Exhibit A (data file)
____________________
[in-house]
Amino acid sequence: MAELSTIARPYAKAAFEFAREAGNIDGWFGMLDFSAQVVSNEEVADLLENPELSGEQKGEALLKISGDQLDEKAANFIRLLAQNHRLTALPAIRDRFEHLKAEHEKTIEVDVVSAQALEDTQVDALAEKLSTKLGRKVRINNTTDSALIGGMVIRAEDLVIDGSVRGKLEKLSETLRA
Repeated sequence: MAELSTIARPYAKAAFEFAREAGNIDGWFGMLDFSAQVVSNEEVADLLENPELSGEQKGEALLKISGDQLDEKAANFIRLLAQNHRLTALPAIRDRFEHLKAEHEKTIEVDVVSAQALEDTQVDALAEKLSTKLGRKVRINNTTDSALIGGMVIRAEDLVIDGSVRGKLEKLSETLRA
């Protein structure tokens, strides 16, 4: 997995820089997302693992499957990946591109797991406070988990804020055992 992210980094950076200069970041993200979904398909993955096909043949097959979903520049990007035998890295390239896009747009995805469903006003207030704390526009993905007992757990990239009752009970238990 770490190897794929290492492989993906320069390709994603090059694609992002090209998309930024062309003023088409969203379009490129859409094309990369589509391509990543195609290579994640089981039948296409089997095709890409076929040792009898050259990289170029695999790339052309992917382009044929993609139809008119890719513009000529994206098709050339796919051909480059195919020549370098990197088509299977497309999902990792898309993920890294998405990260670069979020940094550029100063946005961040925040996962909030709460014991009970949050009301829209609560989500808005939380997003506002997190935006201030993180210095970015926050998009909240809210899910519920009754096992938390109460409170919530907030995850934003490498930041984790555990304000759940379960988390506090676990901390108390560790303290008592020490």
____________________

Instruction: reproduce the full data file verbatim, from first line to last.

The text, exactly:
[in-house]
Amino acid sequence: MAELSTIARPYAKAAFEFAREAGNIDGWFGMLDFSAQVVSNEEVADLLENPELSGEQKGEALLKISGDQLDEKAANFIRLLAQNHRLTALPAIRDRFEHLKAEHEKTIEVDVVSAQALEDTQVDALAEKLSTKLGRKVRINNTTDSALIGGMVIRAEDLVIDGSVRGKLEKLSETLRA
Repeated sequence: MAELSTIARPYAKAAFEFAREAGNIDGWFGMLDFSAQVVSNEEVADLLENPELSGEQKGEALLKISGDQLDEKAANFIRLLAQNHRLTALPAIRDRFEHLKAEHEKTIEVDVVSAQALEDTQVDALAEKLSTKLGRKVRINNTTDSALIGGMVIRAEDLVIDGSVRGKLEKLSETLRA
């Protein structure tokens, strides 16, 4: 997995820089997302693992499957990946591109797991406070988990804020055992 992210980094950076200069970041993200979904398909993955096909043949097959979903520049990007035998890295390239896009747009995805469903006003207030704390526009993905007992757990990239009752009970238990 770490190897794929290492492989993906320069390709994603090059694609992002090209998309930024062309003023088409969203379009490129859409094309990369589509391509990543195609290579994640089981039948296409089997095709890409076929040792009898050259990289170029695999790339052309992917382009044929993609139809008119890719513009000529994206098709050339796919051909480059195919020549370098990197088509299977497309999902990792898309993920890294998405990260670069979020940094550029100063946005961040925040996962909030709460014991009970949050009301829209609560989500808005939380997003506002997190935006201030993180210095970015926050998009909240809210899910519920009754096992938390109460409170919530907030995850934003490498930041984790555990304000759940379960988390506090676990901390108390560790303290008592020490």